The Medicolegal Challenges of Nerve Injuries in the Upper Limb

16 Nov 2021

The nervous system comprises a network of nerves and nerve cells that carry messages between the brain and spinal cord and other parts of the body through a series of chemical and electrical changes. Nerves, which are made up of bundles of fibres, may be classified into one of three types: motor, sensory or a combination of both of these. Motor nerves control movement or allow an action to occur, such as the involuntary contractions that allow food to move through the gut. Sensory nerves transmit information from the environment back to the brain and thus allow us to feel temperature, pain and touch.

Injuries to the hand and upper limbs are extremely common and occur at a rate of 7-37 per 1000 population each year. Around half of these injuries involve fractures. While only around 3% of incidents result in damage to the nerves, the consequences of such an injury to the patient can be devastating, causing varying degrees of paralysis and loss of sensation, and in some cases severe pain. Treatment of nerve injuries can be extremely challenging, as delays or inappropriate care can have a detrimental effect on functional outcome. It is vital that a correct diagnosis is made, so that the optimal course of treatment can be chosen. If surgery is indicated, the technique and timing are crucial to a successful outcome.

Nerves can be damaged by cutting, stretching or crushing. Once damaged, signals may not be able to travel along the nerve properly, resulting in paralysis if a motor nerve is affected or alterations to sensory information, such as numbness or tingling in the skin, if a sensory nerve is damaged. Treatment of damaged nerves depends on the type of injury; each nerve injury is unique and there is a wide variation in symptoms at presentation. The mechanism of injury must be carefully evaluated as it will determine the course of treatment. Injuries resulting from crushing or stretching may heal by themselves in time. However, if a nerve is cut and the two ends are not realigned, it is likely that a scar, known as a neuroma, will result which will prevent the transmission of nerve signals. Neuromas can also arise from stretching or crushing injuries, so it is important to monitor the injury site carefully so that the recovery of the nerve can be evaluated.

Nerve injuries in the upper limb usually arise as the direct result of accidents, but fixation of fractures can also lead to nerve damage. In babies, a difficult delivery can lead to stretching or tearing of the nerves that serve the muscles of the arm, leading to damage which results in restricted movement. This is known as obstetrical brachial plexus injury. Movement of the shoulder and elbow is most commonly compromised, although in severe cases, the wrist and finger joints can also be affected. In extreme cases, the whole arm is paralysed.

While nerves have the capacity to regrow, the healing process can be very slow. Growth occurs at a rate of about 1 mm per day, so it can be many months before recovery is complete. If a motor nerve becomes damaged, it is important that function to the affected muscle is restored within 18 months, or permanent paralysis will result. Therefore, the patient should be regularly monitored for signs of functional recovery; if none is apparent, further investigation of the nerve is warranted in a timely manner. In addition, patients usually need to undergo a programme of occupational or physiotherapy during the healing process, to prevent the joints and muscles from becoming stiff.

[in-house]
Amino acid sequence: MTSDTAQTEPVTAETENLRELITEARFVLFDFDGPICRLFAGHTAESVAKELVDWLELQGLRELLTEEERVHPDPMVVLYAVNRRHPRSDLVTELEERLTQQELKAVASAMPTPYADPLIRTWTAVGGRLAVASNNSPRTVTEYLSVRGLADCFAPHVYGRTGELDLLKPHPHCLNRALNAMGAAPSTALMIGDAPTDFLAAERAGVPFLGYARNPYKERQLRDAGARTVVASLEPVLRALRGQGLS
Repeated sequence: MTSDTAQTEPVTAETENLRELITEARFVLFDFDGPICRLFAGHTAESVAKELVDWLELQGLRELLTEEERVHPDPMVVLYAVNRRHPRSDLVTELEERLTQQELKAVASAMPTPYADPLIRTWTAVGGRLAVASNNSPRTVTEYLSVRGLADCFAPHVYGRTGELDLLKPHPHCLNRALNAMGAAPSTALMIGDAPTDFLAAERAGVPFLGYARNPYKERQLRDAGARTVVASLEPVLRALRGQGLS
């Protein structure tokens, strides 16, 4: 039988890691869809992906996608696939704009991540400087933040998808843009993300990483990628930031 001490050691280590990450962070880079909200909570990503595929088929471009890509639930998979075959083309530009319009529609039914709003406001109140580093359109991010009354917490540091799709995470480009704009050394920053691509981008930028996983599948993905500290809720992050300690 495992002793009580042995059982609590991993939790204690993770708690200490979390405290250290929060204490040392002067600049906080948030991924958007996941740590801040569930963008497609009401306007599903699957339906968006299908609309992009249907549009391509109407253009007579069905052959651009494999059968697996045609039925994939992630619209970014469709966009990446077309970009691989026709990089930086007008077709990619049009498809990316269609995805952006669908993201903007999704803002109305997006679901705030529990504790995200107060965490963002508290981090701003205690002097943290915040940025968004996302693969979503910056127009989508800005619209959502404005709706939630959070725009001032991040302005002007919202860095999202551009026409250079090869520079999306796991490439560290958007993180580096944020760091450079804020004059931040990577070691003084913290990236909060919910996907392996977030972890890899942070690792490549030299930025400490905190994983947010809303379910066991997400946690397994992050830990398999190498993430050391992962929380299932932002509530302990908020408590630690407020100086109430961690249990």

Once it becomes clear that a nerve will not heal itself, surgical management is the final option. After an initial exploration to assess the problem, a variety of repair techniques are available. The simplest procedure is to re-join the two ends of a cut nerve, by stitching them together. This repair needs to be tension-free, otherwise the blood supply to the nerve may be compromised. If the gap between the two ends is too big, and therefore a tension-free repair is not possible, a nerve can be taken from elsewhere in the body and used as a graft. Alternatively, a nerve nearby that is functioning well can be transferred onto the damaged nerve. Issues resulting from excessive scarring around the nerves can be resolved by releasing the nerve and improving its function. Neuromas can also be excised and the cut ends of the nerve re-joined to restore function.

Rehabilitation after a nerve injury is challenging, and an intensive programme of physiotherapy will almost certainly be needed to give the best chance of a good outcome. Early mobilisation may result in tension at the site of the repair but immobility can create scar tissue which adheres to the nerve. Children often experience better outcomes than adults after nerve damage. This is in part due to the brain’s capacity to adapt to injury to the body, known as cerebral plasticity, which is age-related. However, in some cases, a nerve injury cannot be repaired, usually because the patient is seen too late or the distance of regrowth required is too long. In these cases, physical therapy or musculoskeletal reconstruction techniques, such as joint fusions and muscle or tendon transfers, may help to compensate for the resulting loss of function.

About our expert

Mr Pundrique Sharma is a Consultant Plastic Surgeon. He accepts instructions as an expert witness in adult and paediatric cases involving general plastic surgery, reconstruction and burns surgery. He has a special interest in limb reconstruction and nerve injuries, including those following trauma and obstetrical brachial plexus injury.

Further reading about the medicolegal challenges of nerve injuries:

Dahlin, L. B., & Wiberg, M. (2017). Nerve injuries of the upper extremity and hand. EFORT open reviews, 2(5), 158–170.